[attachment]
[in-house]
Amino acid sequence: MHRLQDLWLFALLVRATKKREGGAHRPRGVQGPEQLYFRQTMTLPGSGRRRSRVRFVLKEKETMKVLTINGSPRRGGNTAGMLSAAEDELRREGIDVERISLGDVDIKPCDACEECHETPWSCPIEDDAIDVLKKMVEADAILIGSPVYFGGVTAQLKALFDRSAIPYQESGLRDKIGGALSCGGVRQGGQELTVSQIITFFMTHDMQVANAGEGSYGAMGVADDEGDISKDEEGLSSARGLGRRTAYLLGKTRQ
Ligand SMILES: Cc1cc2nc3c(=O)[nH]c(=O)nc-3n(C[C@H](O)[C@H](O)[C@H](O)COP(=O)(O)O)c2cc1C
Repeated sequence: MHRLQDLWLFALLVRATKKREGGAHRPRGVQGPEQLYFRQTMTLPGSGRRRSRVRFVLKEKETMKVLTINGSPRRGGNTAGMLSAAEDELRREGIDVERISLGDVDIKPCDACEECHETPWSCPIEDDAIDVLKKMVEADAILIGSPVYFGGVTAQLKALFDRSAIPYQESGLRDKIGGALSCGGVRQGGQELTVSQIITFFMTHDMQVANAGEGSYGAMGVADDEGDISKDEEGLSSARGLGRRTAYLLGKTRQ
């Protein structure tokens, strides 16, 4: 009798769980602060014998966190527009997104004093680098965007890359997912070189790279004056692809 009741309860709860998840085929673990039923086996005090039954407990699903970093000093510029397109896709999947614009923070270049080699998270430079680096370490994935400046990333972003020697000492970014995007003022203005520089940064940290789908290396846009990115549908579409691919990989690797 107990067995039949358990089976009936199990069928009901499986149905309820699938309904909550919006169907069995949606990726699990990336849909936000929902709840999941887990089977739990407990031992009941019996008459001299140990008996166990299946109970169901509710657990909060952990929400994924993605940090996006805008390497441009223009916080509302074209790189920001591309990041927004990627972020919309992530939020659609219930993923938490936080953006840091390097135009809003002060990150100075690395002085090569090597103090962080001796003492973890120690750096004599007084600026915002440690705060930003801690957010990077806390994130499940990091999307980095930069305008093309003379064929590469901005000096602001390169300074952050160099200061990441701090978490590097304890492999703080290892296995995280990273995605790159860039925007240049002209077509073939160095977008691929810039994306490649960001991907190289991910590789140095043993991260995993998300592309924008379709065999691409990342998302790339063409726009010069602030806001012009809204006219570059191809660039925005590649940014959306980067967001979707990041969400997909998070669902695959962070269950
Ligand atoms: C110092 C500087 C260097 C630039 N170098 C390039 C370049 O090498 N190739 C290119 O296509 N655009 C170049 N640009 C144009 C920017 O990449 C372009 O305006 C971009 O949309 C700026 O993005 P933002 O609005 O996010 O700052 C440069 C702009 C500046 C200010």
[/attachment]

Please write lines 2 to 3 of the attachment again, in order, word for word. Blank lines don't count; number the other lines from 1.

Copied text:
Amino acid sequence: MHRLQDLWLFALLVRATKKREGGAHRPRGVQGPEQLYFRQTMTLPGSGRRRSRVRFVLKEKETMKVLTINGSPRRGGNTAGMLSAAEDELRREGIDVERISLGDVDIKPCDACEECHETPWSCPIEDDAIDVLKKMVEADAILIGSPVYFGGVTAQLKALFDRSAIPYQESGLRDKIGGALSCGGVRQGGQELTVSQIITFFMTHDMQVANAGEGSYGAMGVADDEGDISKDEEGLSSARGLGRRTAYLLGKTRQ
Ligand SMILES: Cc1cc2nc3c(=O)[nH]c(=O)nc-3n(C[C@H](O)[C@H](O)[C@H](O)COP(=O)(O)O)c2cc1C